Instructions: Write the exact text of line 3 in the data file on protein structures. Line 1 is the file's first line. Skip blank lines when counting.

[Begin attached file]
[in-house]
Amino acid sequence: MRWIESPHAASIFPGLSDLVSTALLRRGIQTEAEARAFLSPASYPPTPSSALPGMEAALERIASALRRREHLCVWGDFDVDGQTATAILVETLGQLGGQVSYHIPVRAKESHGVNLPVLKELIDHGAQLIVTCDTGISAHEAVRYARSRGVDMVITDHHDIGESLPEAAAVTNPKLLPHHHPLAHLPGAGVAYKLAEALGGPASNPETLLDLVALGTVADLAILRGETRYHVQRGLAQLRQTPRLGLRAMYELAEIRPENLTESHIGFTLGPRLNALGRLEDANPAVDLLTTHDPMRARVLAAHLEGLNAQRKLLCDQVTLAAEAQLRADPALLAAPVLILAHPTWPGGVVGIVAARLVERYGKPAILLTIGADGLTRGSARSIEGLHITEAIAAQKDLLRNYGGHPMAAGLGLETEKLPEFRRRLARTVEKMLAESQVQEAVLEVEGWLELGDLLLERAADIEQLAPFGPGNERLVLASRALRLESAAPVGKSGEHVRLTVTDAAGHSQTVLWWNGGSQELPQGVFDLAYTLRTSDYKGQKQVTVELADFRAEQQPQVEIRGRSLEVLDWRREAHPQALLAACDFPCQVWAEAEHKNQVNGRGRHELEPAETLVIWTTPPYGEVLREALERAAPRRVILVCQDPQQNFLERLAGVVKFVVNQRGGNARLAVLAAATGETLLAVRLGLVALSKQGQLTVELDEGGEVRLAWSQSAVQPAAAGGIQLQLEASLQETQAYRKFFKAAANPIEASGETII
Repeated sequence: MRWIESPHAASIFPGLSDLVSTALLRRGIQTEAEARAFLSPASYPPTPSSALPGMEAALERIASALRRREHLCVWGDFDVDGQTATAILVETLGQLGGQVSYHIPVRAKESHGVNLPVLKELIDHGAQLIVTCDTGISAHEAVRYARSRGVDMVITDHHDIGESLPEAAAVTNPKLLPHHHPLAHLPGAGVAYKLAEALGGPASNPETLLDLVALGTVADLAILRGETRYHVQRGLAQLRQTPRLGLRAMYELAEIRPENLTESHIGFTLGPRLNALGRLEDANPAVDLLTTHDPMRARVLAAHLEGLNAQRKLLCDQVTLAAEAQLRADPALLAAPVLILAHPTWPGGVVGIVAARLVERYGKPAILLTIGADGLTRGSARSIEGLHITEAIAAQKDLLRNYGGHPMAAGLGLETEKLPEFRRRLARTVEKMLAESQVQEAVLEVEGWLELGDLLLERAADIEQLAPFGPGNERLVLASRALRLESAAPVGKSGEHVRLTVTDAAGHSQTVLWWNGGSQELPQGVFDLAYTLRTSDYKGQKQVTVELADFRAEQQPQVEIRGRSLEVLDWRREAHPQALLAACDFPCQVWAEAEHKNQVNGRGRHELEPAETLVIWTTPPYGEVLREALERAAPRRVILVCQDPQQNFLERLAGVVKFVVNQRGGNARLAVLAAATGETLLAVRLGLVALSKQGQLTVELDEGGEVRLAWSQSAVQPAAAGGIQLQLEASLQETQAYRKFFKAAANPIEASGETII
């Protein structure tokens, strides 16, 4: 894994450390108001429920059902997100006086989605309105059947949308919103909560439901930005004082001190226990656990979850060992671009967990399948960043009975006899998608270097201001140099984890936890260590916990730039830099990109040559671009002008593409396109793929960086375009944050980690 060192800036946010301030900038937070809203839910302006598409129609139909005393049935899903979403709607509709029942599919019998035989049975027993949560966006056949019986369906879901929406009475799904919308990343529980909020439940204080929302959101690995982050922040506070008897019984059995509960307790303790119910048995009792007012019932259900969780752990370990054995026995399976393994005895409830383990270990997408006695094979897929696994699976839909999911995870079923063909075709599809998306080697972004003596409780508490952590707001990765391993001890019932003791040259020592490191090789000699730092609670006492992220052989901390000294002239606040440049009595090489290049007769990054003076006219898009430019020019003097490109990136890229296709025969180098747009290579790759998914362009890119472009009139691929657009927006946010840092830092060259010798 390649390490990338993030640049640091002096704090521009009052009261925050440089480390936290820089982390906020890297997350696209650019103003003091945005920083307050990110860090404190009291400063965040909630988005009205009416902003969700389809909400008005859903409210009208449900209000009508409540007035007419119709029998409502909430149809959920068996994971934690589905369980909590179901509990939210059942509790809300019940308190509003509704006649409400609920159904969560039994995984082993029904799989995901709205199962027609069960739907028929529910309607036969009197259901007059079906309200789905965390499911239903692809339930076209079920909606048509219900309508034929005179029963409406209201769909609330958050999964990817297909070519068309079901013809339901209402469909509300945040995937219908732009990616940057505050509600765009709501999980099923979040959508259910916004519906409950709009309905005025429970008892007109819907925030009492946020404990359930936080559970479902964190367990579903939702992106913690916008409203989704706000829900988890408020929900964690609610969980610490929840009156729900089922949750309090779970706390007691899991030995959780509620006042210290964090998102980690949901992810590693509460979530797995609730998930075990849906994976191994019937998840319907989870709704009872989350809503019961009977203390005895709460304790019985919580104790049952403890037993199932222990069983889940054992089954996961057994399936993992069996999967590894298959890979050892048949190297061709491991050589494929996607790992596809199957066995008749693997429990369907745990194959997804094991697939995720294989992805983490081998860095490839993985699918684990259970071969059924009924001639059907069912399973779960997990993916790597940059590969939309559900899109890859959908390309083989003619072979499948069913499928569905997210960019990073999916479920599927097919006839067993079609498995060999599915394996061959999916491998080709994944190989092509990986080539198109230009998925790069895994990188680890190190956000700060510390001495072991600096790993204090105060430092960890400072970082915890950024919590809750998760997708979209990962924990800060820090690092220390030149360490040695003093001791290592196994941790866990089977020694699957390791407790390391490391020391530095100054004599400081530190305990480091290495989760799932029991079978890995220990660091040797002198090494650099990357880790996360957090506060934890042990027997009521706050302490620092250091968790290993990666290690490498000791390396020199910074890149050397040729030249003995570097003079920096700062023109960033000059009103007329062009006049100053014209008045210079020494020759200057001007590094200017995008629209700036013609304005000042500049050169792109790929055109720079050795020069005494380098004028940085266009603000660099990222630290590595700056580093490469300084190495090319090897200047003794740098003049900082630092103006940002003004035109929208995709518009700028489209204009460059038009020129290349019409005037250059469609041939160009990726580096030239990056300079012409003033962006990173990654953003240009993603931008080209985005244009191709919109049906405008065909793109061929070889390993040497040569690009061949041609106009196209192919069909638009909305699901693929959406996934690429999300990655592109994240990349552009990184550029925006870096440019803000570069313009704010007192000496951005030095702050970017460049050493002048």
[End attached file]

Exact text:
Repeated sequence: MRWIESPHAASIFPGLSDLVSTALLRRGIQTEAEARAFLSPASYPPTPSSALPGMEAALERIASALRRREHLCVWGDFDVDGQTATAILVETLGQLGGQVSYHIPVRAKESHGVNLPVLKELIDHGAQLIVTCDTGISAHEAVRYARSRGVDMVITDHHDIGESLPEAAAVTNPKLLPHHHPLAHLPGAGVAYKLAEALGGPASNPETLLDLVALGTVADLAILRGETRYHVQRGLAQLRQTPRLGLRAMYELAEIRPENLTESHIGFTLGPRLNALGRLEDANPAVDLLTTHDPMRARVLAAHLEGLNAQRKLLCDQVTLAAEAQLRADPALLAAPVLILAHPTWPGGVVGIVAARLVERYGKPAILLTIGADGLTRGSARSIEGLHITEAIAAQKDLLRNYGGHPMAAGLGLETEKLPEFRRRLARTVEKMLAESQVQEAVLEVEGWLELGDLLLERAADIEQLAPFGPGNERLVLASRALRLESAAPVGKSGEHVRLTVTDAAGHSQTVLWWNGGSQELPQGVFDLAYTLRTSDYKGQKQVTVELADFRAEQQPQVEIRGRSLEVLDWRREAHPQALLAACDFPCQVWAEAEHKNQVNGRGRHELEPAETLVIWTTPPYGEVLREALERAAPRRVILVCQDPQQNFLERLAGVVKFVVNQRGGNARLAVLAAATGETLLAVRLGLVALSKQGQLTVELDEGGEVRLAWSQSAVQPAAAGGIQLQLEASLQETQAYRKFFKAAANPIEASGETII